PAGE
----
Mint is starting to grow in the garden right now. It's just beginning to poke out of the soil but still...this is good news. Sure there might be a frost or two yet to come or some freakish cold snap, but once the mint starts to appear spring really feels like it has some momentum. This is the sort of thing that warrants celebratory cocktails. I'm not a great gardener but mint is pretty low-maintenance. It does spread like crazy though so look out if you're going to grow your own. Or don't and just plan on having a ton of it for the summer. Once it does start to join in the backyard bird-chirping spring shenanigans, it's usually available by the bunch in grocery stores. Which is good because mine is still probably a few weeks away from being usable. One thing I've noticed though is that a lot of international markets sell mint by the bag (and it's not a small bag) for only a couple of dollars. There's easily enough for 5-6 drinks in those bags.

Mint Juleps - Bourbon
Mint Juleps - Bourbon

Keep it simple. Mint, a little simple syrup and a bunch of bourbon. Yeah, it takes a few minutes to make but this drink practically demands to be sipped slowly, outside, while the rest of the world goes about its business. Mint season is also the beginning of yard sale and flea market season where julep cups can be found for a few bucks. Occasionally.

Mint Julep - Brandy and Rum
Mint Julep - Brandy and Rum

Another julep. Bourbon wasn't always inextricably linked to the Mint Julep. This version is mostly cognac with a float of Jamaican rum on top.

Eastsides
Eastsides

Cucumber and gin, nothing to see here, keep moving. Oh wait, lime and mint? Ok, fine. Cucumbers are easy to grow too, and while there is certainly an abundance of drinks in which it's included some of them are worth making now and then. Some of them are even mind-blowing (Gunshop Fizz). This one isn't, mind-blowing, but that's fine, it's still a tasty drink on a warm afternoon. Pairing it with mint is often a solid bet even in drinks where the mint is used only as garnish (Pimm's cup). If you prefer drinks that don't taste like vegetables though, drop the cucumber and switch the lime juice to lemon for a Southside.

Genever Smash and Prescription Julep
Genever Smash and Prescription Julep

David Wondrich had this to say regarding the combination of cognac and rye in the Prescription Julep - "Cognac and rye whiskey are a marriage made in heaven, the cognac mellowing the rye and the rye adding spice to the cognac." That sentence alone is responsible for at least one bag of mint so far this spring. It is a delicious julep. The genever smash was surprisingly tasty. Basically a less fancy julep using genever as the base spirit.

Art of Choke
Art of Choke

This drink is from Beta Cocktails, a short book packed with amazing, thoroughly enjoyable and unique drinks. The Art of Choke has rum, Cynar, Green Chartreuse, lime juice, demerara sugar and mint. And it disappears far too quickly.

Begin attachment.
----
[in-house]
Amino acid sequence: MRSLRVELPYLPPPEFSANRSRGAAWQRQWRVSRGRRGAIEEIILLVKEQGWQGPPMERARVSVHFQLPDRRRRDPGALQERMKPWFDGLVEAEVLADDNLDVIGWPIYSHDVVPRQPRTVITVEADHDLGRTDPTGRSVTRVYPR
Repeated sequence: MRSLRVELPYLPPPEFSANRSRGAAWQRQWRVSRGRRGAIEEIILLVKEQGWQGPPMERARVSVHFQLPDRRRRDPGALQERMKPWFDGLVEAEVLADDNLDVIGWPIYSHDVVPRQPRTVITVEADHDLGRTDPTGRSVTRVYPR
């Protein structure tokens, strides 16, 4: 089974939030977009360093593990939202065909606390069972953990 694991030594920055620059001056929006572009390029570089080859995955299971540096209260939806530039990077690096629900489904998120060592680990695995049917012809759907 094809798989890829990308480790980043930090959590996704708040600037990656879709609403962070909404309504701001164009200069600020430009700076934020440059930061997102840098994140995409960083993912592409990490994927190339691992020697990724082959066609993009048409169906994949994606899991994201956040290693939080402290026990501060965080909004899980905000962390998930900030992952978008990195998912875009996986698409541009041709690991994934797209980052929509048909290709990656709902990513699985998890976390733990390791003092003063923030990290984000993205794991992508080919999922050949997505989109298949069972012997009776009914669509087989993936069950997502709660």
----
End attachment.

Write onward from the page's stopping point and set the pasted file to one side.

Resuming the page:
Recipes:

Mint Julep - bourbon - Jerry Thomas, 1862
3 oz Bourbon - something bonded works best with all of that crushed ice
1/4 oz Simple Syrup
Mint

Some aspects of this drink's manufacture are sources of contention. Here's how I make mine: crush a bunch of ice. Lightly muddle/press the mint in the base of the serving glass making sure to coat the sides as well with oils from the leaves. I leave most of the mint in the bottom of the glass so that the straw can pick up a little more mint flavor. Pack the glass with as much crushed ice as will fit. Pour in the bourbon and simple and stir it for a few moments. Try and mound some more ice on top, add another sprig or two of mint as garnish and then give it a straw. Cut the straw so that it's just barely above the mint garnish, that way you'll pick up more of the mint's aroma each time you take a sip.

 

Mint Julep - brandy and rum - Jerry Thomas, 1862
3 oz Cognac
1/4 oz Simple Syrup
1/4 oz Jamaican rum - Float
Mint

Prepare same as recipe above but you can add whatever fruit and berries you have around as additional ornamentation. Early recipes also have this drink topped with sugar which you could accomplish by dipping a few sprigs of mint in some water then passing those through some sugar prior to applying as a garnish.

 

Eastside - Imbibe Magazine's Online Recipes
2 oz Gin
1 oz Lime Juice
1/2 oz Simple Syrup
3 Slices Cucumber (1 for garnish)
Mint

Briefly muddle the cucumber and mint. Add the rest, shake with ice, strain into cocktail glass.

 

Genever Smash - Jerry Thomas, 1862
2 oz Genever
1 tsp Sugar
Splash of water (to dissolve sugar)
Mint (some for shaking, some for garnish)
Garnish - Berries and fruit in season (optional)

Dissolve sugar in water. I subbed demerara simple for this one. Add mint. Shake with ice and strain over fresh ice in rocks glass.

 

Prescription Julep - Harper's Monthly, 1857 via David Wondrich's Imbibe
2 oz Cognac
3/4 oz Rye
1 tsp Sugar
Splash of water (to dissolve sugar)
Mint

Prepare same as Juleps above

 

Art of Choke - Kyle Davidson, The Violet Hour, Chicago
1 oz White Rum
1 oz Cynar
+1/4 oz Green Chatreuse
1/8 oz Lime Juice
1/8 oz Demerara Simple (2:1)
Mint (for muddling and garnish)

Muddle a mint sprig with the other ingredients in a mixing glass. Add ice, stir and strain over fresh ice in a rocks glass. Garnish.